3) Neutron flux was not recorded however, the conditions used in the USAR which influence the flux spike such as pressure rise, scram speed and void fraction are all more severe than actual conditions. In addition N2-ISP-NMS-W9007 "APRM Functional Test" was performed on 8/14/91, and verified proper operation of APRM flux scrams.

    4) Based on personnel interviews and review of as found

    conditions, we believe that all plant systems designed to mitigate the severity of this event, (ie EOC-RPT, Turbine bypass valves, SRVs, ARI) functioned as required.

  • Based on the above conclusions, the results of this transient were within the bounds of current transient analysis.

    Scram Evaluation Team:

    Team Leader: Tom Tomlinson (SRO)

    Dorry Crager

    Brian Wade

    John Baudanza

    Jerry Helker (SRO) Various System Engineers

  • Nine Mile Point Unit 2 Reactor Pressure and Water Level vs Time

    210

    200

    190

    180

    17Q

    160-

    150

    140

    130

    120

    110

    100

    90

    80

    70

    60

    I

    I

    I

    I

    I

    1

    lg

    PP oJ

    g U.

    0

    5'PV Water Level

    I

    I

    Vl

    I a I (0 g

    RPV Pressure i ,

    I

    I

    10 20 30 40 50 60 0 80 90 1 0 1 0 (oS-~S)

    Time minotes irom 05:48 Data from August 13, 1991 Site Area Emergency

    1500

    1400

    1300

    1200

    1100

    1000

    900 CL

    800

    700

    600

    500

  • 8E UENCE OP EVENT8 SCRAM 91 01

    The attached Sequence of Events is a reconstruction of the events that occurred on August 13, 1991. Due to the loss of Uninterruptible Power Supply (UPS) power, normal means of recording the event were initially unavailable. Control Room meters and recorders, powered from the affected UPSs, were inoperable during the first 34 minutes of the event. The Plant Process Computer was unavailable an additional 49 minutes. This Sequence of Events is based on operator interviews and written statements, operator logs, Post Accident Monitor (PAM) recorded plots, Turbine/Generator flags, and crew debriefs. Significant effort was made to ensure the validity of the event sequence and times of occurrences. However, due to the above-mentioned conditions, this Sequence of Events is essentially a "best approximation" of the actual event sequence.

  • PAGE 1

    TIME INDICATIONS/PROBLEMS/ACTIONS REASON/iYUSTZPZCATION

    0548 Loss of Transformer 1B due to Fault Customer Trip of Main Turbine, TSV/TCV shut.

    Reactor Scrams.

    Turbine bypass valves open.

    Fast Transfer from Normal Station'ower to Reserve Power.

    Failure of UPS 1A-D,G, failed to maintain a power supply to non-safety vital buses.

    Loss of Radio Leaky Mire Antenna System. Loss of Control Room Annunciators. CÃS-MOG 52s Cooling Tower Bypass Valves went open. Loss of Computers (Process, SPDS/ERFg GETARSg GEMS/ DRMS, 3D-Monicore) . Loss of Gaitronics. Loss of BOP Instrumentation. Loss of Essential Lighting. Off Gas Isolation. P603 panel Recorders Fail as is. FWS-LV10s Lockup in open position. Loss of Drywell Cooling. Loss of Rod position indication. Feedwater and Condensate Booster Pump minimum flow valves fail open.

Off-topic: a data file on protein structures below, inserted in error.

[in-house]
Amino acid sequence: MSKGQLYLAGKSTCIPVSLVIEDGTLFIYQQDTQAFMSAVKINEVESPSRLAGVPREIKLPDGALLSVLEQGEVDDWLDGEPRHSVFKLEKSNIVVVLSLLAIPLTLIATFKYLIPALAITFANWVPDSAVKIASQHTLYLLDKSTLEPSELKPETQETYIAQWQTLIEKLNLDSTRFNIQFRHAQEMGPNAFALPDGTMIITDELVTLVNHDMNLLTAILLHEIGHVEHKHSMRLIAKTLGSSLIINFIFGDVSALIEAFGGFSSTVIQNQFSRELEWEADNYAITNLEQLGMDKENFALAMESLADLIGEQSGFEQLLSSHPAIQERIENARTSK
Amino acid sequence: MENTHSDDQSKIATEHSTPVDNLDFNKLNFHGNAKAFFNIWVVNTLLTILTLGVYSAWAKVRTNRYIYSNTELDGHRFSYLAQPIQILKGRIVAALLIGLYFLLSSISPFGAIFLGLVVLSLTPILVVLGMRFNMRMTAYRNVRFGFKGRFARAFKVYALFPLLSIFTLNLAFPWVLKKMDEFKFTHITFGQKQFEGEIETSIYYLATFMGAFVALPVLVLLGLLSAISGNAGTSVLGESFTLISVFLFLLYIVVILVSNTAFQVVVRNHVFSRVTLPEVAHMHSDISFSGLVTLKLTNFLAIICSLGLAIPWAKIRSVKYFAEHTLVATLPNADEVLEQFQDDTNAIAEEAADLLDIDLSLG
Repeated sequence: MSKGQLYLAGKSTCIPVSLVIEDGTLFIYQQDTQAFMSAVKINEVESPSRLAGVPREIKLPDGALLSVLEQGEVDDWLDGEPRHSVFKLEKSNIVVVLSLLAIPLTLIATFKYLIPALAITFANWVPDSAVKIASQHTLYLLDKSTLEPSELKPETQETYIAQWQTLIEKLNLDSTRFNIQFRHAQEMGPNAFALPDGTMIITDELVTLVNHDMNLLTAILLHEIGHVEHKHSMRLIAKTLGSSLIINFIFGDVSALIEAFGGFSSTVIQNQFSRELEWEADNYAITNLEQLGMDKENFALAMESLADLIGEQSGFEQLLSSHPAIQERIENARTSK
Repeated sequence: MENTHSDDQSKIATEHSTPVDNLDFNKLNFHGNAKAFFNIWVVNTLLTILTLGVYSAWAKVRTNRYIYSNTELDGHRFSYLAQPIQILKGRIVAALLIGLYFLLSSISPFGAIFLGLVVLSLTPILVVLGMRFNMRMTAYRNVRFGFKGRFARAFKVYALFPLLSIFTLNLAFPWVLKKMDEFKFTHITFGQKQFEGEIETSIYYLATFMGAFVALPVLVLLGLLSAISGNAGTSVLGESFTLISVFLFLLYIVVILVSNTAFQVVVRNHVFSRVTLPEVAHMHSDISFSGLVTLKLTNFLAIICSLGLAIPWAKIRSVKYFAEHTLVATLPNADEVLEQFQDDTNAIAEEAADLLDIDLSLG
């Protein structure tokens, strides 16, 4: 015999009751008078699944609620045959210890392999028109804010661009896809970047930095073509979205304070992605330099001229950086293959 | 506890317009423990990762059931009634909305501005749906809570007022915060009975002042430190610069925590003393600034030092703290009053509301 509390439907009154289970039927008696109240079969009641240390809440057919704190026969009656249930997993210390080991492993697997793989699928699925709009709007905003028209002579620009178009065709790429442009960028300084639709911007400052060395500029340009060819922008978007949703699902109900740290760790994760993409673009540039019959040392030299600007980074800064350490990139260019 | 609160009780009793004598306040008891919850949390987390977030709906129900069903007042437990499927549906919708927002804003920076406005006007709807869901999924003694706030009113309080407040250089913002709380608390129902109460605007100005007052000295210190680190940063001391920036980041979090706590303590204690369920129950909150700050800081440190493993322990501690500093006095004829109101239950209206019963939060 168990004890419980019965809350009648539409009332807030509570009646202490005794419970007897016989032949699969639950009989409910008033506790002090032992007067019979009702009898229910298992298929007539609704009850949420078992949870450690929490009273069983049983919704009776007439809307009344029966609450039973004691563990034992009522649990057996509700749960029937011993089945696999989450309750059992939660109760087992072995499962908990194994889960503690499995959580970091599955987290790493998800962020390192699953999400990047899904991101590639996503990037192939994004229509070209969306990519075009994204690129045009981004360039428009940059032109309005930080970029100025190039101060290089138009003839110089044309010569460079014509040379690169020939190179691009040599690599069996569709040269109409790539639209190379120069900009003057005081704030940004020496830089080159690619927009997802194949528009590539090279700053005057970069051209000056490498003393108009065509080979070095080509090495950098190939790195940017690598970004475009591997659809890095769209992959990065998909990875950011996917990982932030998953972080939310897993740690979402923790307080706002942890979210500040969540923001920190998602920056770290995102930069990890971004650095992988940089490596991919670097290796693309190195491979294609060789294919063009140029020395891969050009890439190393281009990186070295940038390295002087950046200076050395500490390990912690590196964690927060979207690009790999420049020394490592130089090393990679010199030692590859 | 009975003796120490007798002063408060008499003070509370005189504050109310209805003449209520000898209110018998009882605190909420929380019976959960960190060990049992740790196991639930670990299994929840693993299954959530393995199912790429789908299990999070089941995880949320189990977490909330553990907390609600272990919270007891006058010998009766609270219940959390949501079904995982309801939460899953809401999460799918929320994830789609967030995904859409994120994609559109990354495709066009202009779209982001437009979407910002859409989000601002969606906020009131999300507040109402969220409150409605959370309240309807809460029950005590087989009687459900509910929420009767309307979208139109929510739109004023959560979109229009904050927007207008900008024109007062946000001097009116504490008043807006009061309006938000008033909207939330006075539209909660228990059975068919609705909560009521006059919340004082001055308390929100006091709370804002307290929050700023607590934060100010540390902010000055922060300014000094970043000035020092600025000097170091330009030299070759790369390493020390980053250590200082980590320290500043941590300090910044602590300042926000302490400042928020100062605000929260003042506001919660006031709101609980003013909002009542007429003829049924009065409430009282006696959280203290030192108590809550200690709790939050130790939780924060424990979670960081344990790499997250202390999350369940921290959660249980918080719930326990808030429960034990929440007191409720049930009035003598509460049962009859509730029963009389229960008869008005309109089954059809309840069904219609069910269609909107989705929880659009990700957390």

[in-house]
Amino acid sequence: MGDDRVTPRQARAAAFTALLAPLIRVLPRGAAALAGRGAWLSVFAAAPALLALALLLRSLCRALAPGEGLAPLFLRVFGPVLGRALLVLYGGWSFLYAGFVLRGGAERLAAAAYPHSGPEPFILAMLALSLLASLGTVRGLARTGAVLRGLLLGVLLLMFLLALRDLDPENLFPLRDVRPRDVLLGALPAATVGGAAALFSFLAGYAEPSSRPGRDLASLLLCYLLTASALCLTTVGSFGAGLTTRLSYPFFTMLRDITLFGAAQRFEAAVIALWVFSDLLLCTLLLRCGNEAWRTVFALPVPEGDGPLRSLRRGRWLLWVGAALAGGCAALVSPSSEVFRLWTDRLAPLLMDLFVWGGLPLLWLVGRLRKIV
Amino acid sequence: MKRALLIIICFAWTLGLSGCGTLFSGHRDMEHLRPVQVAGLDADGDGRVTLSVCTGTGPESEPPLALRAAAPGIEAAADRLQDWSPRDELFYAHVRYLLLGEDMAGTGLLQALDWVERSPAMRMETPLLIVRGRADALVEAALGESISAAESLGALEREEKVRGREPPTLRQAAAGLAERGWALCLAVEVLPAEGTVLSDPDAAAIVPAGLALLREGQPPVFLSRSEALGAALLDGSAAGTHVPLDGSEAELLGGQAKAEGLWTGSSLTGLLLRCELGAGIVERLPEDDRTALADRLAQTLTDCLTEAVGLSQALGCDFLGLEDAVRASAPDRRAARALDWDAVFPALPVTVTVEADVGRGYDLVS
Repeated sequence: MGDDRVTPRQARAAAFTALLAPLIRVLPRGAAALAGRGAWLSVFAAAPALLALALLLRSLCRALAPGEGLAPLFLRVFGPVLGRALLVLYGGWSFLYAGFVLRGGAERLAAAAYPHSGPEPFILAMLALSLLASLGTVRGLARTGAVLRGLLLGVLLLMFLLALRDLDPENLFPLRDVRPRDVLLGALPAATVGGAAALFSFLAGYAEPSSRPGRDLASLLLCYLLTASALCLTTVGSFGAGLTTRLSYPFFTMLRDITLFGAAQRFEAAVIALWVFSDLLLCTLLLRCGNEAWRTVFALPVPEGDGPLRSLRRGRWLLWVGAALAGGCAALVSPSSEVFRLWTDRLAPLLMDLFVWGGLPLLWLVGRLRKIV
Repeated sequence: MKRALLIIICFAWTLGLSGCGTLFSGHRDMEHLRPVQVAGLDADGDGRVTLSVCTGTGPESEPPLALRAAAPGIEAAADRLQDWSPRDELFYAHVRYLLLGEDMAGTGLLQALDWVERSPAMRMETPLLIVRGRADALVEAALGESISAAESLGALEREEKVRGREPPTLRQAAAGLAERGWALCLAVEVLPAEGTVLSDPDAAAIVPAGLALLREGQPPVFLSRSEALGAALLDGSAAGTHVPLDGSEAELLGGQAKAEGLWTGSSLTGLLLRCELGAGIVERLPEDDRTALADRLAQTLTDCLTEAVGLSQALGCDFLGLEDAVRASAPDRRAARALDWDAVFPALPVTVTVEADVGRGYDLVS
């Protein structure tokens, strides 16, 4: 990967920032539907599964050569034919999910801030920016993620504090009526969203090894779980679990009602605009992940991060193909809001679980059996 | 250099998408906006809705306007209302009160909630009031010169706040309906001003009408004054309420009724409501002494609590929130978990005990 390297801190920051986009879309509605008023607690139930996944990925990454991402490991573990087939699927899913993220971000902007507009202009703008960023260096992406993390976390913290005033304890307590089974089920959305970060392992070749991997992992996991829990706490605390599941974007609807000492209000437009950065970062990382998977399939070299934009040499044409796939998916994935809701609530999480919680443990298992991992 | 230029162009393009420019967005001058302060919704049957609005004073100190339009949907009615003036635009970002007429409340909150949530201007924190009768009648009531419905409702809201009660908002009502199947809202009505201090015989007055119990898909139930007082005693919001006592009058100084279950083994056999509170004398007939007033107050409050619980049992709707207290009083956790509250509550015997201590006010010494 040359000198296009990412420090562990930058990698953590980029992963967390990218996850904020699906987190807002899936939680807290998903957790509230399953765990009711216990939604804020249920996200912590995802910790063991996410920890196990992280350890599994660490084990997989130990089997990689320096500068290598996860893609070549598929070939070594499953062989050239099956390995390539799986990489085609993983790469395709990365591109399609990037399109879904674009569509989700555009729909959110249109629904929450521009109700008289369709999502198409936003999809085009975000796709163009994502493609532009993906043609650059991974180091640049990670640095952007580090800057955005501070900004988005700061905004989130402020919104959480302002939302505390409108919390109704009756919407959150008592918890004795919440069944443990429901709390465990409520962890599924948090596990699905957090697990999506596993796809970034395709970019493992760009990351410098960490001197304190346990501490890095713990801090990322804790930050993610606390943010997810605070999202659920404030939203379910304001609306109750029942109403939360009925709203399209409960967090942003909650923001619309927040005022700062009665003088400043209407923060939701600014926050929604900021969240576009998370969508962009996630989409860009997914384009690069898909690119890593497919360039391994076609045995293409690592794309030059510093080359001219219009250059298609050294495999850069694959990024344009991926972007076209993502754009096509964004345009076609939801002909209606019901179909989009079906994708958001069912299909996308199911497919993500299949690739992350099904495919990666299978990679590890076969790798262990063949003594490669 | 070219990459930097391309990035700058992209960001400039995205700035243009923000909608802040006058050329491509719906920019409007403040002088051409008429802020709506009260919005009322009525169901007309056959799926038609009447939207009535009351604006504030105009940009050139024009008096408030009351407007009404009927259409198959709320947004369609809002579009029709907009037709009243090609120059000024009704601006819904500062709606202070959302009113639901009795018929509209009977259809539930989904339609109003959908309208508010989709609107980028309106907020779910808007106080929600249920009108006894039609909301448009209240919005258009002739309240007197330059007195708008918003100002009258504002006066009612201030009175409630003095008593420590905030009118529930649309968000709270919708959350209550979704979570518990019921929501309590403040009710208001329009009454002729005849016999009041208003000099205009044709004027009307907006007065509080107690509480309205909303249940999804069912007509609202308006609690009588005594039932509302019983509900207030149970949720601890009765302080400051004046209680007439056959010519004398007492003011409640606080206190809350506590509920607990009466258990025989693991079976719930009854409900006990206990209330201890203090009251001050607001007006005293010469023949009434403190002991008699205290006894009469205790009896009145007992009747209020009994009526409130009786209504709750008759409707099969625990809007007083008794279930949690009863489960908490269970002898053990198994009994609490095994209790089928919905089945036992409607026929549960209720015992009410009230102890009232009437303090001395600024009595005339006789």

Under Investigation

    See attached list of relay flags. TSV/TCV fast closure.

    Automatic to control pressure. See attached list of relay flags.

    UPS Failure Under Investigation. Resulting from Loss of UPS.

    1 — As shown by Scriba Oscilloscope

  • PAGE 2

    TIME INDICATIONS/PROBLEMS/ACTZONS

    ARI and PAM to fast speed at 1050 PSIG.

    2 SRVs lift at 1070 PSIG. After pressurization event PAM Recorders on P601 are used for Reactor level and Pressure Indication. Level 175"

    Pressure 920g Observed Scram Pilot lights .are out.

    APRM Meters and LPRM Lights on back panels are Downscale, Scram Logic Lights are out, Scram Discharge volume is full.

    Operators dispatched to verify scram air header pressure and monitor reactor pressure and water level on local indicators. Recirc pumps Downshifted due to EOC RPT and RRCS Hi Reactor Pressure. Observed Feedwater pumps and Condensate Booster pump 2A tripped. Condensate Booster pump 2C Auto Starts.

    REASON/JUSTIFICATION

    Normal response to hi pressure due to Turbine trip from high power. Used as reliable indication with redundant sources.

    Due to Auto Reactor Scram.

    Operators used various methods to determine reactor power. Backup indications.

    As designed.

    Minimum flow valves failed open — see attached memo.

    0549

    0555

    Division II H2/02 Sample Pump Trips Off.

    Mode switch is placed in shutdown.

    Manually initiated RCIC due to lowering Reactor vessel level and no feed pumps running. Experienced flow, speed and pressure oscillations while in Auto Control, therefore